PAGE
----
Northamptonshire suffers 'massive increase' in gangs
A rural county has experienced a massive increase in gang-related activity, according to police.
Northamptonshire Police has launched appeals on child sexual exploitation in gangs, and drug dealers setting up in the homes of vulnerable people.
Three people were jailed for their parts in an ammonia attack and two more for a shooting, both gang-related.
Det Insp Daryl Lyon said "hundreds of years of jail time" had been handed out to offenders in recent years.
He said Wellingborough, Northampton, East Northamptonshire and Kettering all had "issues with gangs".
Mr Lyon said gangs presented "a very lavish lifestyle" with expensive watches and cars, without showing "the other side of gangs, which is extreme violence".
In January, three gang members who threw ammonia into a crowd outside a branch of McDonald's in Northampton were jailed.
The three men, all from Wellingborough, admitted using a noxious substance in July last year, with intent to cause harm to rival gang members.
Jake Price, 22, and Ijuha Stirling-Campbell, 21, were jailed for 34 months while Frank Taylor, 25, was given a 33-month term.
In March, two people were sentenced at Northampton Crown Court for their part in a gang-related shooting in Wellingborough.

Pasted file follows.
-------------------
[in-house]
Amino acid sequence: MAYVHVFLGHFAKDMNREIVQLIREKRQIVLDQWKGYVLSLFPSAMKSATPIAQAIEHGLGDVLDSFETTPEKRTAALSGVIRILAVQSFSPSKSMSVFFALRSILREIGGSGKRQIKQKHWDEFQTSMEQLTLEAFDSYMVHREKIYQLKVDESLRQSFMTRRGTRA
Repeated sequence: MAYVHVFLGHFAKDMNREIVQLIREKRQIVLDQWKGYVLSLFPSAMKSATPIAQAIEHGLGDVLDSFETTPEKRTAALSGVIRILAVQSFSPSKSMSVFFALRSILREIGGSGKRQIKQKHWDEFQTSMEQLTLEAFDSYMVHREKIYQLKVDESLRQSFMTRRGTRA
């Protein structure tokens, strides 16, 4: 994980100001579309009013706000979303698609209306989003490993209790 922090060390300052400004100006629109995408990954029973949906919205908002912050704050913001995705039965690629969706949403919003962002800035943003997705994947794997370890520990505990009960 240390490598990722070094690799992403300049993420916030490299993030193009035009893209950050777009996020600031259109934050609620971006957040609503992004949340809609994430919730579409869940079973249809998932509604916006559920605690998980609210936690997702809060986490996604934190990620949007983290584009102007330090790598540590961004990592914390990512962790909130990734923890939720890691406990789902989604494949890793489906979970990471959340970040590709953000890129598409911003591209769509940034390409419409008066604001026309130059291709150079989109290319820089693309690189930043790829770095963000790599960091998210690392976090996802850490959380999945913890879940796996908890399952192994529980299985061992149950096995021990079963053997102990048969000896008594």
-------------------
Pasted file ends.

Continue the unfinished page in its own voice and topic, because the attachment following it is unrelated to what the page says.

The 18-year-old victim had been mistakenly identified as a member of a rival gang - and blasted in the leg with a shotgun.
Chanze Nolan, 21, from Winnington Close, Rectory Farm, who fired the gun, was sentenced to nine years, seven months in jail.
Devontae Harris, 18, from Standens Barn, Northampton, was sentenced to eight years for wounding with intent after pleading guilty to his part in the incident.
Earlier this month, a Home Office inspection found Northamptonshire Police "requires improvement" when dealing with organised crime.
The force has recently launched two new campaigns in an attempt to clampdown on gang activity.
Officers are warning about the risks of child sexual exploitation in gangs and of 'cuckooing,' a crime whereby gangs travel to smaller towns from cities to take over the homes of vulnerable people and deal drugs.
The force said gangs "typically recruit and exploit children and vulnerable young people to courier drugs and cash".
The BBC also discovered students at the University of Northampton had faced "rampant intimidation" from drug dealing gang members.
The news was revealed in the minutes of a recent Crimestoppers meeting, in which Northamptonshire Police Det Insp Tony Hopkins also gave an update about county lines drug dealing.
Young or vulnerable people are being sent to smaller areas to "find somewhere to set up and sell the drugs", according to the minutes of the meeting.
Chief Constable Simon Edens said the force was working with councils across the county to improve "strategic governance" around serious organised crime and street gangs.